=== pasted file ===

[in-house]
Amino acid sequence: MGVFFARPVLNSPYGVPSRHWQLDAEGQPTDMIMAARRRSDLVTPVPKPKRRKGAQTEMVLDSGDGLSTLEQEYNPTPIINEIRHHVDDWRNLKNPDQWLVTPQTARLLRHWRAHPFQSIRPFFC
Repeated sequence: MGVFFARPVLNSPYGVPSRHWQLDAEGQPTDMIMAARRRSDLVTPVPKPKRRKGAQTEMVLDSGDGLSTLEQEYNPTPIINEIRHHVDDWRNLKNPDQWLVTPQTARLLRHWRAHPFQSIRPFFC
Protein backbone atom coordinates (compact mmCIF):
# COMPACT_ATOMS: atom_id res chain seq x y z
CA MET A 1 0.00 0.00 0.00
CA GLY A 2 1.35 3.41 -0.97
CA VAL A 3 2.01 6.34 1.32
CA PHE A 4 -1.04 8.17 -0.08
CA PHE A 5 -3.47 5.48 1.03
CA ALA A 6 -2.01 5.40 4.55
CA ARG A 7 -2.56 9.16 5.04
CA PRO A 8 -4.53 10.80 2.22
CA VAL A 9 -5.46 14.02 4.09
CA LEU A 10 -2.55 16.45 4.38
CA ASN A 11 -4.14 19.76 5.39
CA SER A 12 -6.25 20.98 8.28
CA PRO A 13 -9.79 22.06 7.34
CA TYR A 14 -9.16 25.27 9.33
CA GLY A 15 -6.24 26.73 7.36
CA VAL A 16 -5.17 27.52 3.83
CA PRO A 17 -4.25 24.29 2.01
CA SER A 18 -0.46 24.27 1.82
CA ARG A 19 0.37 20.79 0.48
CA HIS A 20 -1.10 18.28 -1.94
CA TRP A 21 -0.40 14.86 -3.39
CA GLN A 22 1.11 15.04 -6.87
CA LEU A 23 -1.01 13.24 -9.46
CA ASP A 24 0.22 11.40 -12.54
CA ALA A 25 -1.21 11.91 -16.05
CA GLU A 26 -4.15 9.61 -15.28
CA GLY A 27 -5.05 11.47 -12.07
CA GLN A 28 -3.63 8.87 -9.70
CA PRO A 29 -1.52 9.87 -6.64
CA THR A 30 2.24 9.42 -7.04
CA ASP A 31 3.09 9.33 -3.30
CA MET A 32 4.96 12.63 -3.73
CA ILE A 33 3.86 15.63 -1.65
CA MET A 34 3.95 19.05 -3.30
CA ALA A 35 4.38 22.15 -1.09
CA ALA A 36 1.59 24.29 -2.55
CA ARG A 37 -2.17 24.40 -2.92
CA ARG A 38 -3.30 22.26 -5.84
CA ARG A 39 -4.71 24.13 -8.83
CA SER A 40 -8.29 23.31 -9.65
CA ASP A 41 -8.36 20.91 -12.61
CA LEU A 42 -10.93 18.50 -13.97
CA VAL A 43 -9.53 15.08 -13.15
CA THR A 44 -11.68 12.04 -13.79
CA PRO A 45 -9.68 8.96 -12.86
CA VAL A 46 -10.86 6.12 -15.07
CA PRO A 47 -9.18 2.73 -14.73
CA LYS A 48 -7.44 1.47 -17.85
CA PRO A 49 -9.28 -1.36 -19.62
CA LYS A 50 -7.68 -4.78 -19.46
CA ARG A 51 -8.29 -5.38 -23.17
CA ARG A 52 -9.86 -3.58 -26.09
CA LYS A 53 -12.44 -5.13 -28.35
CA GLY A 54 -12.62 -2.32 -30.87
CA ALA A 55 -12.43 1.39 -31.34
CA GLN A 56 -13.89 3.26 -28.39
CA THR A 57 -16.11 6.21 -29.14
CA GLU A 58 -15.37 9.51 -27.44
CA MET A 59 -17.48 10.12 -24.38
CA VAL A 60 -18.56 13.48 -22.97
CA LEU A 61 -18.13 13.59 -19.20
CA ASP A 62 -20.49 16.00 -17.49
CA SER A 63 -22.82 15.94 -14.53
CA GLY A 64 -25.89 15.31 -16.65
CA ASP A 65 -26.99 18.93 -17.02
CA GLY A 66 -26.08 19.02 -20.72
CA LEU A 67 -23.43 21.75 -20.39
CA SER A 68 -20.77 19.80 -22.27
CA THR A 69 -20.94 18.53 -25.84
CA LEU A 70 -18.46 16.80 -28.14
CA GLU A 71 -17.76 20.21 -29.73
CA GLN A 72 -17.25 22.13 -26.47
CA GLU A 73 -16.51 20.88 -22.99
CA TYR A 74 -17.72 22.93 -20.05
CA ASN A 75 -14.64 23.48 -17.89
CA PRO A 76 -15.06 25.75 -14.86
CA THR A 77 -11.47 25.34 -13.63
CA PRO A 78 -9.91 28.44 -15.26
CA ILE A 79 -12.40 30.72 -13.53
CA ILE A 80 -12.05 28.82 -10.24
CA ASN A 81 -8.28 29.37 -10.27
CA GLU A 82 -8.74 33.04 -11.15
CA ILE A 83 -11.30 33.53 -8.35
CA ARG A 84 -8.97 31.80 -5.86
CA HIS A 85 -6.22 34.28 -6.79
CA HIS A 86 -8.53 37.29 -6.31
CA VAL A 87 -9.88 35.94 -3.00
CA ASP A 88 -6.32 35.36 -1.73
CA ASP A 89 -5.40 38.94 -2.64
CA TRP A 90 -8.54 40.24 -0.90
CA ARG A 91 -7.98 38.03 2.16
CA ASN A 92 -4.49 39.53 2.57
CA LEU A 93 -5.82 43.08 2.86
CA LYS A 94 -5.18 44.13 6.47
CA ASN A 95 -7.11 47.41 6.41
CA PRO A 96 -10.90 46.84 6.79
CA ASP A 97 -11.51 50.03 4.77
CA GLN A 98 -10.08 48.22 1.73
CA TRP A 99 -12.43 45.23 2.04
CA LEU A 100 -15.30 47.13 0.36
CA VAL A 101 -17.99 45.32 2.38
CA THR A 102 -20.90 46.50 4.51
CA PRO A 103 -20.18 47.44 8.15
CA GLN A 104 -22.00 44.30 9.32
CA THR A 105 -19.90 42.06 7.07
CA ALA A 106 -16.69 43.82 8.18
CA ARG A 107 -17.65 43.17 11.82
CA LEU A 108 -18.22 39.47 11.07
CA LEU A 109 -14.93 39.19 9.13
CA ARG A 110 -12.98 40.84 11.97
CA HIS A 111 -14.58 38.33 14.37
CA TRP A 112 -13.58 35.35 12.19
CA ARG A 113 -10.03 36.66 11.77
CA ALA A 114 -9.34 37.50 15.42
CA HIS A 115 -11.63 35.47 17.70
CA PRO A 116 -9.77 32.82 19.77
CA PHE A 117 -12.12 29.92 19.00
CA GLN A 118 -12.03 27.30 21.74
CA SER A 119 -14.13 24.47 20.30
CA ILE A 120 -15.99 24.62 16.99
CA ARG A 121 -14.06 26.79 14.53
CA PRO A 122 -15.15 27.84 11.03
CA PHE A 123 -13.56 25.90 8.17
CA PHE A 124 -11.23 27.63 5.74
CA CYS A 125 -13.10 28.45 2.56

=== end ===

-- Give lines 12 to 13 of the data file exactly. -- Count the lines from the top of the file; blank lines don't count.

CA ARG A 7 -2.56 9.16 5.04
CA PRO A 8 -4.53 10.80 2.22